A novel decellularized nerve graft for repairing peripheral nerve long gap injury in the rat

Estefanía Contreras, Sara Bolívar, Núria Nieto-Nicolau, Oscar Fariñas, Patrícia López-Chicón, Xavier Navarro, Esther Udina

Research output: Contribution to journalArticleResearchpeer-review

Abstract

Decellularized nerve allografts are an alternative to autograft for repairing severe nerve injuries, since they have higher availability and do not induce rejection. In this study, we have assessed the regenerative potential of a novel decellularization protocol for human and rat nerves for repairing nerve resections, compared to the gold standard autograft. A 15-mm gap in the sciatic nerve was repaired with decellularized rat allograft (DC-RA), decellularized human xenograft (DC-HX), or fresh autograft (AG). Electrophysiology tests were performed monthly to evaluate muscle reinnervation, whereas histological and immunohistochemical analyses of the grafts were evaluated at 4 months. A short-term study was also performed to compare the differences between the two decellularized grafts (DC-RA and DC-HX) in early phases of regeneration. The decellularization process eliminated cellularity while preserving the ECM and endoneurial tubules of both rat and human nerves. Higher amount of reinnervation was observed in the AG group compared to the DC-RA group, while only half of the animals of the DC-HX showed distal muscle reinnervation. The number of regenerating myelinated axons in the mid-graft was similar between AG and DC-RA and lower in DC-HX graft, but significantly lower in both DC grafts distally. At short term, fibroblasts repopulated the DC-RA graft, supporting regenerated axons, whereas an important fibrotic reaction was observed around DC-HX grafts. In conclusion, the decellularized allograft sustained regeneration through a long gap in the rat although at a slower rate compared to the ideal autograft, whereas regeneration was limited or even failed when using a decellularized xenograft.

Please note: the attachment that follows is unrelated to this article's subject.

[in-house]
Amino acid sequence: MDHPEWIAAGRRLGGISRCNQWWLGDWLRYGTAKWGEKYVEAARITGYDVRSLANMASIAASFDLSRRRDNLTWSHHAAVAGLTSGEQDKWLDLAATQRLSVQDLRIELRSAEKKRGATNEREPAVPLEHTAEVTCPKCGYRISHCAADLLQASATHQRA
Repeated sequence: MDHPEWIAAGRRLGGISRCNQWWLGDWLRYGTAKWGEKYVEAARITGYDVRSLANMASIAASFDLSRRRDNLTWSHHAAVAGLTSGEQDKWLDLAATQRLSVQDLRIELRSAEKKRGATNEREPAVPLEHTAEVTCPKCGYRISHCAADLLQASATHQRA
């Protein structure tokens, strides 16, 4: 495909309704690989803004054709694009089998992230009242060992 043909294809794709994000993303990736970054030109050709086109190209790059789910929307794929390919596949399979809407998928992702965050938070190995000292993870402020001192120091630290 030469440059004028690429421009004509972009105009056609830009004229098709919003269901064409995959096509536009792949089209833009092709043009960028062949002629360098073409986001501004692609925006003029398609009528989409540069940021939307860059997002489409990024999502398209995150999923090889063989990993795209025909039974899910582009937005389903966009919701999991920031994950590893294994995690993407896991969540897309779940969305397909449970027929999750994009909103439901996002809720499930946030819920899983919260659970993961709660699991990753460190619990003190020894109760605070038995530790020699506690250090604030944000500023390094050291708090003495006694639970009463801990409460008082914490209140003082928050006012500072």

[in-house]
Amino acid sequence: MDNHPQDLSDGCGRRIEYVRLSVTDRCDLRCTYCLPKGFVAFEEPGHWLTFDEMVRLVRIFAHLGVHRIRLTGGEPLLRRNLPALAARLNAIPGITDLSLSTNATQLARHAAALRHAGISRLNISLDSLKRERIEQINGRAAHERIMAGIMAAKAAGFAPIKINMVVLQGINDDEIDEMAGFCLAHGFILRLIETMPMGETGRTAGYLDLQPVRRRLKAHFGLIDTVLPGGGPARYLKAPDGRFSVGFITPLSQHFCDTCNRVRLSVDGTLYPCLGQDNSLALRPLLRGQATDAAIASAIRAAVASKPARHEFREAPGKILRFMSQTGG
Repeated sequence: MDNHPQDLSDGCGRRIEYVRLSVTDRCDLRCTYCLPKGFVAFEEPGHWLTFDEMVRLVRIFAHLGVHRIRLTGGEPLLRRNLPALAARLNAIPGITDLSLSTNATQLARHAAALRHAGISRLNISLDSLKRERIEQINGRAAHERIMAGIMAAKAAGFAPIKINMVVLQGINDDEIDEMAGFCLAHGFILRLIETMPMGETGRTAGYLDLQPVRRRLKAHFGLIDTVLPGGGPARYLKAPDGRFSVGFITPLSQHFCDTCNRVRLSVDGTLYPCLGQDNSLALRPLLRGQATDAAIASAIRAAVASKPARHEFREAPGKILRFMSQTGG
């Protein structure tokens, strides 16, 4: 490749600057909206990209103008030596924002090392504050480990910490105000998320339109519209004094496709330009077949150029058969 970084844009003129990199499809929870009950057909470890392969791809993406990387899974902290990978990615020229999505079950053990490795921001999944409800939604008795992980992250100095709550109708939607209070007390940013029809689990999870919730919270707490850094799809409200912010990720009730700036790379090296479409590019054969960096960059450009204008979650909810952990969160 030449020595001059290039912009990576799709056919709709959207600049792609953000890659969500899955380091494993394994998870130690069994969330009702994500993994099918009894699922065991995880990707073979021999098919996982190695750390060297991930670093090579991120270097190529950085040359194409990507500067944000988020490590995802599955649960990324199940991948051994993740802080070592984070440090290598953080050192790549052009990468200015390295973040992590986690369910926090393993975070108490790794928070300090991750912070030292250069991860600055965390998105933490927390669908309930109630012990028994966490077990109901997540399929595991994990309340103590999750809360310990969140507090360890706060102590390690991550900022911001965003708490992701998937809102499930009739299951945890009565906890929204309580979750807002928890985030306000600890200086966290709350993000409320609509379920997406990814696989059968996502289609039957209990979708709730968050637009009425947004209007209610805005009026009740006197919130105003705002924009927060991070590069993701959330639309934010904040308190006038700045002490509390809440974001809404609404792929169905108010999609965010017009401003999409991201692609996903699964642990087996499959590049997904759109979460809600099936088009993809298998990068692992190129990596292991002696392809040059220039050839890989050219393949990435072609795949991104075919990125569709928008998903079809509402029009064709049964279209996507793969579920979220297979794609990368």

Original languageEnglish
JournalCell and Tissue Research
Early online date17 Sep 2022
DOIs
Publication statusPublished - 17 Sep 2022

Keywords

  • Decellularization
  • Nerve allograft
  • Nerve injury
  • Nerve regeneration

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